No I wouldn’t say coach. I’ve been a very self-dependent person. When Atik (Jauhari) from Indonesia came, he really helped us in winning CWG gold and performing before London Olympics. We, of course, needed a doubles specialist, but after 2012 there was no doubles coach, nobody talking about that, and no words of encouragement on doubles. Funny that the national coach doesn’t even mention our name or say he’s happy for doubles.

Why are you and Gopi always fighting?

Time and again, I was thrown out of the national camp which was unnecessary. First of all, we don’t have any doubles pair, I’m the national champ since 2000-01, and you are troubling me. I was never given any explanation. I kept proving myself by winning tournaments, winning matches. Doubles is completely different. It needs different attention. Singles is doing better because they are getting all the support in the world. For the past 1-2 months, I’m hearing about how doubles is coming up because they’ve won International Challenges, I’ve set such a high benchmark, so what are you trying to say; basically dushmani sirf mere se thi? (enmity was just with me?) I just needed encouragement, I never asked for money or awards. I’m your No 1 player, you can’t trouble me.

Tell me about the pairing with Ashwini.

I was the No. 1 doubles player, whoever I chose would travel with me. I chose Ashwini. She was young and new to the circuit, not many people knew her. She looked petite but soon everybody was talking about her smashes. It was a process but we got there, within a year we won CWG gold in front of the home crowd. When she started playing with me, I used to depend on her smashes and her serve and nothing else that’s still her strength. Later on, because of exposure she got, because she was travelling with us, she got better. We were in Indian team from Day One of our combination.

Now, what are the 3 most irritating things about Gopichand, as coach, for you?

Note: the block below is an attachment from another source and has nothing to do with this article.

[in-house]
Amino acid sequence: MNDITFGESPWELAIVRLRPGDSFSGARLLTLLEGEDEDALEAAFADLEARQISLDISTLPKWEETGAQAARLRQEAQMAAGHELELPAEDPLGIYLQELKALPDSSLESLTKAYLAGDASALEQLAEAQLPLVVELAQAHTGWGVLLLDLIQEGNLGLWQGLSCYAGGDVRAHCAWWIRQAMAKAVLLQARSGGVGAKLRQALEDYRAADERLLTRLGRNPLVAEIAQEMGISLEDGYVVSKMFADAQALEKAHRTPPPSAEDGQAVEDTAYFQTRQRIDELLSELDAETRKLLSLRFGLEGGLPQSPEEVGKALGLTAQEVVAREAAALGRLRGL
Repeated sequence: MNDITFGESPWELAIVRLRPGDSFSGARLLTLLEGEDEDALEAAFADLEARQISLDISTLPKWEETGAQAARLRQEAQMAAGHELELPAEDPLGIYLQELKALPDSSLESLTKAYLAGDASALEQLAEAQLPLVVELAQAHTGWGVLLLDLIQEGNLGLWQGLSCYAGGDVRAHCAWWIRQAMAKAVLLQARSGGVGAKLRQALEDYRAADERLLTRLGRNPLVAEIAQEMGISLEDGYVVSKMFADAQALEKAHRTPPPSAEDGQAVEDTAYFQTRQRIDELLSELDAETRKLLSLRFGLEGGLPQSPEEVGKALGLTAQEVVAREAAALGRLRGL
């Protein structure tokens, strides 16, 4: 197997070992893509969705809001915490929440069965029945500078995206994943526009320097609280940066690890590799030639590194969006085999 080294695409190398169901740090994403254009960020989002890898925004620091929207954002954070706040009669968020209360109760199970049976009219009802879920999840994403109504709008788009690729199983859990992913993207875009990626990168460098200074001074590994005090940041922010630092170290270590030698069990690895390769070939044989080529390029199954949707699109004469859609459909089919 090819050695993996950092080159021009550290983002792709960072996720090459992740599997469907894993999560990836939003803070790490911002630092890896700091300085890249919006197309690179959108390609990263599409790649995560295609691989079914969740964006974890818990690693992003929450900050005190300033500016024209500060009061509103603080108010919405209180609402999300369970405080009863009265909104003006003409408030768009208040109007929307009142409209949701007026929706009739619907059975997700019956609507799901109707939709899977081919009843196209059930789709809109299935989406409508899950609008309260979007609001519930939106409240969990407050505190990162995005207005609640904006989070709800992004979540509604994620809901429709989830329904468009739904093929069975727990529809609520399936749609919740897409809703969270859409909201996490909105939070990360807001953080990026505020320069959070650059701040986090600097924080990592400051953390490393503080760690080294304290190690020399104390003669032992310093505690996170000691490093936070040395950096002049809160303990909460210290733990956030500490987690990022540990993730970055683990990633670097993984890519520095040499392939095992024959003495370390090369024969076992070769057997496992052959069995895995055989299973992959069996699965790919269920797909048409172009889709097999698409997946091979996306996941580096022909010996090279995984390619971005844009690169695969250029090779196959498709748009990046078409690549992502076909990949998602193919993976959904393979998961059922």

Irritating nahi, I wouldn’t say irritating. He just let me down. When he won All England, I don’t think anyone else was as happy as me or Arif Sir. We were playmates, we used to practice and train together. We looked up to him. When he came back from winning All England I went to the airport. I was amongst that crowd, and we were crying because we were the happiest. We thought now he will encourage us, now he will give us what he probably did not have. You know how emotional the crowds are when we go to receive sportspeople. I was there standing in crowd with everybody.

So where did it all go wrong?

I have no idea. I was just a player. How does it matter where I practice? When I win I win for the nation – Jwala from India has won a medal. Being a chief coach, he should only be proud, and encourage me because I am No. 1. I only blame him because he was the chief coach, he has played at that level. If the president doesn’t know about that level of badminton, it is his moral duty to teach or educate our president. World No. 6 ka value if chief coach doesn’t know, who will know? It’s very easy to say I am not to be blamed, haan maine yeh nahi kiya, maine woh nahi kiya..phir kisne kiya.. aur aapne hone kyu diya? And being head of system why did you allow it to happen? I was targeted from Day 1. In 2006, I came back from CWG, it was our first achievement in mixed team event where we won bronze after Diju and me had beaten World No 5 in team championships and that’s how we won the medal. I come back and I’m thrown out of the team.

What was the reason given to you?

No reason given. I still have the paper cutting. The only reason given was “I have already become old, and I have to give way to my juniors.” In 2006 this is, I was 23. I have paper cutting so nobody can deny it. Ok. The 2007 controversy – he said he wanted people in training camp. You thought you needed to play tournaments to get ranking points for Olympics. Both are valid points…How are both valid? Tell me how are both valid?